Genome-wide association study indicates two novel resistance loci for severe malaria.

Authors:
Christian Timmann, Thorsten Thye, Maren Vens, Jennifer Evans, Jürgen May, Christa Ehmen, Jürgen Sievertsen, Birgit Muntau, Gerd Ruge, Wibke Loag, Daniel Ansong, Sampson Antwi, Emanuel Asafo-Adjei, Samuel Blay Nguah, Kingsley Osei Kwakye, Alex Osei Yaw Akoto, Justice Sylverken, Michael Brendel, Kathrin Schuldt, Christina Loley, Andre Franke, Christian G Meyer, Tsiri Agbenyega, Andreas Ziegler, Rolf D Horstmann
Year of publication:
2012
Volume:
489
Issue:
7416
Issn:
0028-0836
Journal title abbreviated:
NATURE
Journal title long:
Nature : a weekly illustrated journal of science
Impact factor:
38.138
Abstract:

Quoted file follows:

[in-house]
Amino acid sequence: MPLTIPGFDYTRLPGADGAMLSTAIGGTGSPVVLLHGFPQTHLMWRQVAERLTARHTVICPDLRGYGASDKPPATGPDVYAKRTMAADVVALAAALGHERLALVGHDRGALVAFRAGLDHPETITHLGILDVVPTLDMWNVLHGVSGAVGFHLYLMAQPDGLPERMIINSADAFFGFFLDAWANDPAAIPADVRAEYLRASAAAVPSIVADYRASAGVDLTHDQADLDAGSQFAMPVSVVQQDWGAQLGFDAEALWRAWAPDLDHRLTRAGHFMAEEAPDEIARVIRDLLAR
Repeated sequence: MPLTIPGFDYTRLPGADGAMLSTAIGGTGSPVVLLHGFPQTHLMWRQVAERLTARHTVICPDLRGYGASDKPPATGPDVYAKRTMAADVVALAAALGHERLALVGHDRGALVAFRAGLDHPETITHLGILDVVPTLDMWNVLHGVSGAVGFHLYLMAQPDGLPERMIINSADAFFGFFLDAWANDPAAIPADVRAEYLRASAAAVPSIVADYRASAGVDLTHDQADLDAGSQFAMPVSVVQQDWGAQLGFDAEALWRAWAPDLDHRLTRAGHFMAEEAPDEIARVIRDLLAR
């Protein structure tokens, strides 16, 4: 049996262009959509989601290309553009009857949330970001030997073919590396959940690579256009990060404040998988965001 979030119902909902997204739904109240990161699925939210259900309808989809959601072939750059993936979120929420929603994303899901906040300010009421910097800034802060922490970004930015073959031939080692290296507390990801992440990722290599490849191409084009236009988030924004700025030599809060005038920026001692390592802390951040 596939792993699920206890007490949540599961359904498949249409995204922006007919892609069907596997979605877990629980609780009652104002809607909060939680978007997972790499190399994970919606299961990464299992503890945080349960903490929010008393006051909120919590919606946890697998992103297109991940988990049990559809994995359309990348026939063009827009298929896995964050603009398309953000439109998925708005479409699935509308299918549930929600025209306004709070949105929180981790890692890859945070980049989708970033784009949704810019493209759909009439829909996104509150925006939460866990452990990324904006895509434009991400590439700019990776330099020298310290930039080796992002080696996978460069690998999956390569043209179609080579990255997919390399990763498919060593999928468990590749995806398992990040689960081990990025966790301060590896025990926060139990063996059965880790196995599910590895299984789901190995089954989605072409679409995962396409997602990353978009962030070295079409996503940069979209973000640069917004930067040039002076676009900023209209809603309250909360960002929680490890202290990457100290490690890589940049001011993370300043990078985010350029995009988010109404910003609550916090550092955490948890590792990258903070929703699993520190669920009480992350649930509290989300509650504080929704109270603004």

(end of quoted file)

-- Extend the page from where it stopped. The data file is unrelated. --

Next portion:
Malaria causes approximately one million fatalities per year, mostly among African children. Although highlighted by the strong protective effect of the sickle-cell trait, the full impact of human genetics on resistance to the disease remains largely unexplored. Genome-wide association (GWA) studies are designed to unravel relevant genetic variants comprehensively; however, in malaria, as in other infectious diseases, these studies have been only partly successful. Here we identify two previously unknown loci associated with severe falciparum malaria in patients and controls from Ghana, West Africa. We applied the GWA approach to the diverse clinical syndromes of severe falciparum malaria, thereby targeting human genetic variants influencing any step in the complex pathogenesis of the disease. One of the loci was identified on chromosome 1q32 within the ATP2B4 gene, which encodes the main calcium pump of erythrocytes, the host cells of the pathogenic stage of malaria parasites. The second was indicated by an intergenic single nucleotide polymorphism on chromosome 16q22.2, possibly linked to a neighbouring gene encoding the tight-junction protein MARVELD3. The protein is expressed on endothelial cells and might therefore have a role in microvascular damage caused by endothelial adherence of parasitized erythrocytes. We also confirmed previous reports on protective effects of the sickle-cell trait and blood group O. Our findings underline the potential of the GWA approach to provide candidates for the development of control measures against infectious diseases in humans.